Cancer needs energy to drive its out-of-control growth. It gets energy in the form of glucose, in fact consuming so much glucose that one method for imaging cancer simply looks for areas of extreme glucose consumption – where there is consumption, there is cancer. But how does cancer get this glucose? A University of Colorado Cancer Center study published today in the journal Cancer Cell shows that leukemia undercuts the ability of normal cells to consume glucose, thus leaving more glucose available to feed its own growth.
“Leukemia cells create a diabetic-like condition that reduces glucose going to normal cells, and as a consequence, there is more glucose available for the leukemia cells. Literally, they are stealing glucose from normal cells to drive growth of the tumor,” says Craig Jordan, PhD, investigator at University of Colorado Cancer Center, division chief of the Division of Hematology and the Nancy Carroll Allen Professor of Hematology at the University of Colorado School of Medicine.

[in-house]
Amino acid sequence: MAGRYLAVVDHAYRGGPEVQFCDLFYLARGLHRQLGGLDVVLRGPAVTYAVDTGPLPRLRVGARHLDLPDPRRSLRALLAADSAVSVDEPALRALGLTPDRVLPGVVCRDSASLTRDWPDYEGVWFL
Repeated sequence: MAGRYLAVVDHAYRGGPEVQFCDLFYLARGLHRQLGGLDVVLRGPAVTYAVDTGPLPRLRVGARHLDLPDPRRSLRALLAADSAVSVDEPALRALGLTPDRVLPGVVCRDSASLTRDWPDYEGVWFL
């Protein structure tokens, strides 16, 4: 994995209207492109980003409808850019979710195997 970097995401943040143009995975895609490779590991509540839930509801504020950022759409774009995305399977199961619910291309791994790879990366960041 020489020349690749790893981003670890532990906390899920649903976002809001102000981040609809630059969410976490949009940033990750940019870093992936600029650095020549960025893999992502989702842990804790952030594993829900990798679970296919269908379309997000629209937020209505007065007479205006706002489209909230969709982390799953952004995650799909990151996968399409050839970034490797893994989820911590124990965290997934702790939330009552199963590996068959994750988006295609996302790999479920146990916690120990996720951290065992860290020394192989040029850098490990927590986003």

Like diabetes, cancer’s strategies depend on insulin. Healthy cells need insulin to use glucose. In diabetes, either the pancreas under-produces insulin or tissues cannot not respond to insulin and so cells are left starved for energy while glucose builds up in the blood. The current study shows that leukemia goes about creating similar conditions of glucose buildup in two ways.
Read more at Colorado Cancer Blogs